Ferrell Jenkins shares a map and photographs illustrating the island of Patmos, the place of John’s exile when he wrote the book of Revelation.

HT: Agade, Joseph Lauer, Ted Weis

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A new study shows that individual potters have their own styles even when making standard traditional vessels.

A 100-year research project on the results and finds from Ur has concluded.

The BBC has a story and video on Mada’in Saleh, Saudi Arabia’s counterpart to Petra.

An unparalleled collection of Judaica amassed by one of the greatest Jewish dynasties in the world and not seen in public for over a century is to be sold at auction.”

“A museum in Israel on Monday postponed its planned auction of dozens of rare Islamic antiquities after word of the sale sparked a public uproar.”

A rare EID MAR gold coin celebrating the assassination of Julius Caesar became the most valuable Roman coin ever when it sold for nearly $3.5 million.

In light of the major earthquake on the Greek island of Samos, Leon Mauldin shares some biblical background, photos, and a map.

Eisenbrauns is hosting a virtual panel on November 11 with three authors discussing their new books and answering questions.

The 4th edition of Mark Wilson’s Biblical Turkey is now available.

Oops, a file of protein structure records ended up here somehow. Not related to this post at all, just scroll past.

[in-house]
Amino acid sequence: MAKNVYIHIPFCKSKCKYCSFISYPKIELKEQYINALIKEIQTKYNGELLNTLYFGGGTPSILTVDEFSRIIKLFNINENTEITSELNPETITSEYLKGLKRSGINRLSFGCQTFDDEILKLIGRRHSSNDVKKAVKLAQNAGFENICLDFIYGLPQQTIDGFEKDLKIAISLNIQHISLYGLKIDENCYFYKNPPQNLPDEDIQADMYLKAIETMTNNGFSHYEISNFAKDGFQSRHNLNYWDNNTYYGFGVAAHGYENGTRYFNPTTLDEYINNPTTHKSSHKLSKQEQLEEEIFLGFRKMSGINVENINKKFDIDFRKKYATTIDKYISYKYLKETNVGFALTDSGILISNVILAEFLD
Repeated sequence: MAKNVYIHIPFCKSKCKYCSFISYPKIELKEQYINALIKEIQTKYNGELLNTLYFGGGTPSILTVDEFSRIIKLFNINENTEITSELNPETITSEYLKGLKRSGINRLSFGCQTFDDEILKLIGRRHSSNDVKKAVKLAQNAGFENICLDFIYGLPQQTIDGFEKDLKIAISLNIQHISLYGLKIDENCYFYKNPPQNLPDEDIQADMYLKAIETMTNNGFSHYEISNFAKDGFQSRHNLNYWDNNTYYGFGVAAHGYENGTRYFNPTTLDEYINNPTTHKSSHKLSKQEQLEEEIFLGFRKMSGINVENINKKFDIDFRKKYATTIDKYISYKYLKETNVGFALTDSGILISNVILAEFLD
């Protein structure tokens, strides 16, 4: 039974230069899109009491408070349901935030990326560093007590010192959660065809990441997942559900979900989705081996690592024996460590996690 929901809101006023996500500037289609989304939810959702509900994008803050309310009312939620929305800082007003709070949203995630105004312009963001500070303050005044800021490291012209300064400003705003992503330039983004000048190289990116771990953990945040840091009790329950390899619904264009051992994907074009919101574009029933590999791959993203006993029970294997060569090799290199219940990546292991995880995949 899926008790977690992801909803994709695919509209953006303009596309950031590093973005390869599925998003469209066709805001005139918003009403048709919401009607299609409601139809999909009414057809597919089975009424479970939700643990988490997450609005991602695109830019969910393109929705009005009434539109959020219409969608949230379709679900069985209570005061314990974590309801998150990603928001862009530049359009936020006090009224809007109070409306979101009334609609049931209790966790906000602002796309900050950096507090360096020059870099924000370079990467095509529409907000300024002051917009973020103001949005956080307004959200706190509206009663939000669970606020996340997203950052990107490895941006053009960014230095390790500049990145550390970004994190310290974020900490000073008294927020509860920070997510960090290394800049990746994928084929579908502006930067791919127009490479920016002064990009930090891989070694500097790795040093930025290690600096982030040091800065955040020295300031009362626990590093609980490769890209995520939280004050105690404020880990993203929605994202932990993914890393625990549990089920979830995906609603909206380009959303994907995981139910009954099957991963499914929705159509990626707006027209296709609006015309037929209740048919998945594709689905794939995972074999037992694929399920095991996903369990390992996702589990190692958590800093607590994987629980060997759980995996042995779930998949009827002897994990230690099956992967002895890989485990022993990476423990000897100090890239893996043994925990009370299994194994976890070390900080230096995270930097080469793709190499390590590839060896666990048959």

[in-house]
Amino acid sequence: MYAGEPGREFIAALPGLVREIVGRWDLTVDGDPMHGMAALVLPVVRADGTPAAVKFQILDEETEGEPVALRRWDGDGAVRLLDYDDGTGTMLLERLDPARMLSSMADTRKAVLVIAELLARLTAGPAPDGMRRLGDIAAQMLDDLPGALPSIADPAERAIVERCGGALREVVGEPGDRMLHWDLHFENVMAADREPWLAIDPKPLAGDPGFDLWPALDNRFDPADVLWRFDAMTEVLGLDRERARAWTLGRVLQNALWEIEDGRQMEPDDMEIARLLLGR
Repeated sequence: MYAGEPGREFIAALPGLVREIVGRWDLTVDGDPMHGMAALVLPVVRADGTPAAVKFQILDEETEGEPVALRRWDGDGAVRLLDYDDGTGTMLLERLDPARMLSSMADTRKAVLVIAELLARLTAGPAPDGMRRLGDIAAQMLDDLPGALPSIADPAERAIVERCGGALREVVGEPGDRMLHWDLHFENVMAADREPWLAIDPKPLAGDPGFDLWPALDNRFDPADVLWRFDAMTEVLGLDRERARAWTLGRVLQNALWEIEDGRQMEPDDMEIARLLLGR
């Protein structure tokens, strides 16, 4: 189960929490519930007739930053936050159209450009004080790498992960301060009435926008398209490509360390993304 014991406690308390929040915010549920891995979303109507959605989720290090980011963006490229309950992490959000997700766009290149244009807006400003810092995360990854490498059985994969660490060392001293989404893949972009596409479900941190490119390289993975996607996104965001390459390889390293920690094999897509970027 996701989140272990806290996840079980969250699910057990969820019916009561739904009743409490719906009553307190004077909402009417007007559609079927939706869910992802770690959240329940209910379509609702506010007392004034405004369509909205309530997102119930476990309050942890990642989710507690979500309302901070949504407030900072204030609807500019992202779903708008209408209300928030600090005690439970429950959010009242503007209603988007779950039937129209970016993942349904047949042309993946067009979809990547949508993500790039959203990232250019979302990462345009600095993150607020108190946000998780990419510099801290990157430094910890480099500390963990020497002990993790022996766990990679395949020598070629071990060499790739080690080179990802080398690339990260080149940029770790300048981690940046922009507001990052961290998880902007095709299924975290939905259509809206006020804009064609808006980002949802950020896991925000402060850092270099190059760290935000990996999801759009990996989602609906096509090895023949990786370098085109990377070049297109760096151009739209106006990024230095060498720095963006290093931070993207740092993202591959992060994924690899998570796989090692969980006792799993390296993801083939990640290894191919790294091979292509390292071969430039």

HT: Joseph Lauer, Agade, Ted Weis

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Excavations at Khirbet Kafr Mer near Beit El have revealed dozens of jars and intact ceramic objects inside a repurposed underground reservoir.

“A new paper published last week in the PLOS ONE journal explains how trash mounds found in villages and agricultural settlements in the Negev from the Byzantine and Early Islamic periods show that there was a turning point in the management of herbivore livestock dung, a vital resource in the Negev.”

Egyptian artifacts in several Berlin museums have been damaged by vandals.

Pat McCarthy has written an article about reputed relics of Jesus that have undergone scientific scrutiny.

New: Go Now to Shiloh: A Biblical Theology of Sacred Space, by N. Blake Hearson

Albright Virtual Workshop: Discussions in response to:
The Archaeology of the Bronze Age Levant:
From Urban Origins to the Demise of City-States, 3700-1000 BCE,
Cambridge University Press, 2019, by Raphael Greenberg. Registration required.

The Badè Museum is hosting a series of lectures entitled “New Perspectives on Ancient Nubia.”

The Cyprus American Archaeological Research Institute has posted their online program for the coming months.

UCF has compiled a list of open educational resources for the ancient Near East.

This week on the GTI Tours podcast I talk with Rich Ferreira about the value of photographs in understanding and teaching the Bible.

HT: Agade, Ted Weis, G. M. Grena, Charles Savelle